This article originally appeared in the
on 26 January 2017.
It is difficult to understand why Donald Trump’s campaign promise to “Make
America Great Again” resounded so much with so many. True, the threat of
terrorism, rising inequality and job-killing digitalization have been
breeding anxiety for some time. However, on most metrics the U.S. economy
has been doing just fine and certainly better than Europe.
While the median U.S. household’s real income still stands below the
late-1990s peak, it has risen solidly over the past four years and will
soon make new highs. Americans still live in the biggest homes, drive the
largest cars and eat the thickest steaks. U.S. living standards, measured
by per capita GDP, are some of the highest in the world (aside from a few
special cases such as Luxembourg, Norway and Switzerland) and stand 50%
above those of Europe and Japan. American technology, films and music shape
people’s days and nights around the globe. The U.S. financial industry is
on a sounder and more profitable footing, its housing and service sectors
are the most vibrant, and its top universities are unrivalled. Carnage it
If any major economy in the world needs to be made great again, it is
Europe’s. Following a decent economic performance between the euro’s
creation and the global financial crisis, Europe has been stumbling through
a lost decade. Economic growth in the European Union has stagnated on
balance since 2008 and the unemployment rate remains twice as high as in
the U.S. As a consequence of the euro crisis, the banking sector is
balkanized and financial markets are fragmented. The move toward “ever
deeper union” has stalled; separatism and a new nationalism are on the
rise. Brexit appears to be a taste of things to come rather than an
isolated, idiosyncratic event.
Somewhat ironically, however, Donald Trump’s promise to put America first
might actually help make Europe great again.
First, while the new U.S. administration aims to discourage imports into
the U.S. and boost domestic production, European exporters should still be
able to increase their market share in the U.S. for some time. One reason
is that the dollar has strengthened and the euro has weakened since the
U.S. presidential election, increasing the competitiveness of European
exports. If the Federal Reserve follows through with the three policy rate
hikes envisaged by the
FOMC’s own projections
and the European Central Bank
keeps expanding its balance sheet
and taxing banks for their excess reserves, the dollar could strengthen
Moreover, higher consumer and business confidence, as well as higher stock
prices, could boost U.S. demand for both domestically and foreign produced
goods. Switching demand away from foreign to domestic goods could work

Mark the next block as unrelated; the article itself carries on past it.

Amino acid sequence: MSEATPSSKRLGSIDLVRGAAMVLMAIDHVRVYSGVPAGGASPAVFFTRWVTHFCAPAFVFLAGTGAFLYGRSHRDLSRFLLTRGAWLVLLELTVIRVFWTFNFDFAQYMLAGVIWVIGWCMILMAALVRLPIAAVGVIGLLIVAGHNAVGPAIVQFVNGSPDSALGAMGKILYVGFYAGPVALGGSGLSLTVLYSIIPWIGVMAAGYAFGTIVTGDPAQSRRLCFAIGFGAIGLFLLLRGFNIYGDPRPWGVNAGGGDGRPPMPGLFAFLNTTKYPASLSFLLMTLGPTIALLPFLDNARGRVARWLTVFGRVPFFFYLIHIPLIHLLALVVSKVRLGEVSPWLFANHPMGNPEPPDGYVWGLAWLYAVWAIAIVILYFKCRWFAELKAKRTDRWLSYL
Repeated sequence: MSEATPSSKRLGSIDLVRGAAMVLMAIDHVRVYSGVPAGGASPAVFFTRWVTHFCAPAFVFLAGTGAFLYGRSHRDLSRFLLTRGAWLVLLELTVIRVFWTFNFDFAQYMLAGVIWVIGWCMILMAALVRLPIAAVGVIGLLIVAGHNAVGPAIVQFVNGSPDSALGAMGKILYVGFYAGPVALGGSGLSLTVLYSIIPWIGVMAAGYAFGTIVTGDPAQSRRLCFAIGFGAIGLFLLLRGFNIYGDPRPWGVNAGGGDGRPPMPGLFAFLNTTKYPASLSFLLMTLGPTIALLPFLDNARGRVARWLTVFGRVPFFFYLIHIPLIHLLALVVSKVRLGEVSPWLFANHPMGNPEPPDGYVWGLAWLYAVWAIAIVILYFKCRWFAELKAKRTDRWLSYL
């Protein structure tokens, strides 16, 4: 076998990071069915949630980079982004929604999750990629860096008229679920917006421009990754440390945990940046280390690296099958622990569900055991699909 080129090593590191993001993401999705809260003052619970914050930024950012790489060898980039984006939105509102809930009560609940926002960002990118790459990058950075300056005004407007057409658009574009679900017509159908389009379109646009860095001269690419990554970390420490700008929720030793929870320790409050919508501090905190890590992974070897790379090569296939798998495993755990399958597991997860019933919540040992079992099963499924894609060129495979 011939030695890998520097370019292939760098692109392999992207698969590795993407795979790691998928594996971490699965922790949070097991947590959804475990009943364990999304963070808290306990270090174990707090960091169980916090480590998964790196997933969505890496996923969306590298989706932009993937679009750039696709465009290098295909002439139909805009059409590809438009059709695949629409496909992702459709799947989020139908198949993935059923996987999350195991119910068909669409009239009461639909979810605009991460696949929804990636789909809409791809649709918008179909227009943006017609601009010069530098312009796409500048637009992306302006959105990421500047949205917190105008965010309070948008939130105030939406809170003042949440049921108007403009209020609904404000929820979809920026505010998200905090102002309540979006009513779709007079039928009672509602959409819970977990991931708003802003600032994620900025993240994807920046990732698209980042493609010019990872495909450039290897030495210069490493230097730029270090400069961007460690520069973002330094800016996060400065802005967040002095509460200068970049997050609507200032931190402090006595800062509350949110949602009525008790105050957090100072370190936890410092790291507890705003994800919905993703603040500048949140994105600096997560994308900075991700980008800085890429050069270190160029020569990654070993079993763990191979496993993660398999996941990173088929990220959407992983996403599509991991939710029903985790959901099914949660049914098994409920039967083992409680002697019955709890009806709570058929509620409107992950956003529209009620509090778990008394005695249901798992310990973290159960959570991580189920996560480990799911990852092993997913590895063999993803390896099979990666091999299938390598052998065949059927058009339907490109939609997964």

eventually, but in the near term, there simply isn’t enough quality and
capacity in U.S. manufacturing to fill the gap. Most of the “Make America
Great Again” hats that Trump supporters were sporting at the inauguration
were manufactured in China or Vietnam, and it will take a while, and a
major relative price change, before we see the more affluent Americans
favor Chevrolet, Lincoln, Chrysler and Jeep over BMW, Mercedes, Lexus and
Second, the prospect of a more protectionist U.S. administration, together
with existing local pressures from populist movements, will likely provoke
policy responses in Europe aimed at stimulating domestic demand and
potential growth. The external threat to Germany’s export-led growth model
is now palpable and this will help German Chancellor Angela Merkel to
overcome the opposition in her party to a more expansionary fiscal policy.
In addition, while the austerity rhetoric toward Greece is unlikely to
change significantly, we may see more leniency toward growth-oriented
fiscal policies elsewhere in the euro area.
Third, a more isolationist U.S. foreign and defense policy could catalyze a
new joint European defense initiative. Committing to a common defense
budget, financed by joint issuance, to counter actual or perceived external
threats is a much easier sell than other forms of fiscal union.
Taken together, relative to the optimism on the U.S. and the pessimism on
Europe that is priced into markets at this stage, Europe looks set to have
the bigger potential to surprise on the upside.
All said, Donald Trump may well succeed in making an already great America
even greater. But the chances are that in four or eight years’ time, more
Europeans than Americans will have reasons to say, “Thank you, Mr.